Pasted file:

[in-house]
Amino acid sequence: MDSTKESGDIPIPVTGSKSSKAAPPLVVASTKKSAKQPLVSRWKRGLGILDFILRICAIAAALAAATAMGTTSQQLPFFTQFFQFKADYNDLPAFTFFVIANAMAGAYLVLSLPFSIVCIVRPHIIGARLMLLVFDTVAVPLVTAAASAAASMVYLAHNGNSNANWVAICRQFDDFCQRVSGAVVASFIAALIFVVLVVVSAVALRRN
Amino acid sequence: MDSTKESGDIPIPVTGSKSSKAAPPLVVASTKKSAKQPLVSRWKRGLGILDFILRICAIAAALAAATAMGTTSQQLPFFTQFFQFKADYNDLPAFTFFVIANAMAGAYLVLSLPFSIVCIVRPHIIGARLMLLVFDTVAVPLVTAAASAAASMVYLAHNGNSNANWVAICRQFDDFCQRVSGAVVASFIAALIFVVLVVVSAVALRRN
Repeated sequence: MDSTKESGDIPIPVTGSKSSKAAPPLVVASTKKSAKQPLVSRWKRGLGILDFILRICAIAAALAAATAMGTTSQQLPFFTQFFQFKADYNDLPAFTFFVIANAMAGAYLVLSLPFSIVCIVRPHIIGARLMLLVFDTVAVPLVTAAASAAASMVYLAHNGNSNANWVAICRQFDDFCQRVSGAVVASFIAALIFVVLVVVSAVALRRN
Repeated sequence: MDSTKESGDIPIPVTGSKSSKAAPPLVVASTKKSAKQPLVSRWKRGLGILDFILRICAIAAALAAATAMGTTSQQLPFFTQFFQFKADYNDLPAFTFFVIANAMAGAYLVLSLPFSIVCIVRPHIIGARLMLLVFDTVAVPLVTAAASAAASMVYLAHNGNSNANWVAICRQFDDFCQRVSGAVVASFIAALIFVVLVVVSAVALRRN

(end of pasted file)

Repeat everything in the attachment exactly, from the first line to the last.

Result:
[in-house]
Amino acid sequence: MDSTKESGDIPIPVTGSKSSKAAPPLVVASTKKSAKQPLVSRWKRGLGILDFILRICAIAAALAAATAMGTTSQQLPFFTQFFQFKADYNDLPAFTFFVIANAMAGAYLVLSLPFSIVCIVRPHIIGARLMLLVFDTVAVPLVTAAASAAASMVYLAHNGNSNANWVAICRQFDDFCQRVSGAVVASFIAALIFVVLVVVSAVALRRN
Amino acid sequence: MDSTKESGDIPIPVTGSKSSKAAPPLVVASTKKSAKQPLVSRWKRGLGILDFILRICAIAAALAAATAMGTTSQQLPFFTQFFQFKADYNDLPAFTFFVIANAMAGAYLVLSLPFSIVCIVRPHIIGARLMLLVFDTVAVPLVTAAASAAASMVYLAHNGNSNANWVAICRQFDDFCQRVSGAVVASFIAALIFVVLVVVSAVALRRN
Repeated sequence: MDSTKESGDIPIPVTGSKSSKAAPPLVVASTKKSAKQPLVSRWKRGLGILDFILRICAIAAALAAATAMGTTSQQLPFFTQFFQFKADYNDLPAFTFFVIANAMAGAYLVLSLPFSIVCIVRPHIIGARLMLLVFDTVAVPLVTAAASAAASMVYLAHNGNSNANWVAICRQFDDFCQRVSGAVVASFIAALIFVVLVVVSAVALRRN
Repeated sequence: MDSTKESGDIPIPVTGSKSSKAAPPLVVASTKKSAKQPLVSRWKRGLGILDFILRICAIAAALAAATAMGTTSQQLPFFTQFFQFKADYNDLPAFTFFVIANAMAGAYLVLSLPFSIVCIVRPHIIGARLMLLVFDTVAVPLVTAAASAAASMVYLAHNGNSNANWVAICRQFDDFCQRVSGAVVASFIAALIFVVLVVVSAVALRRN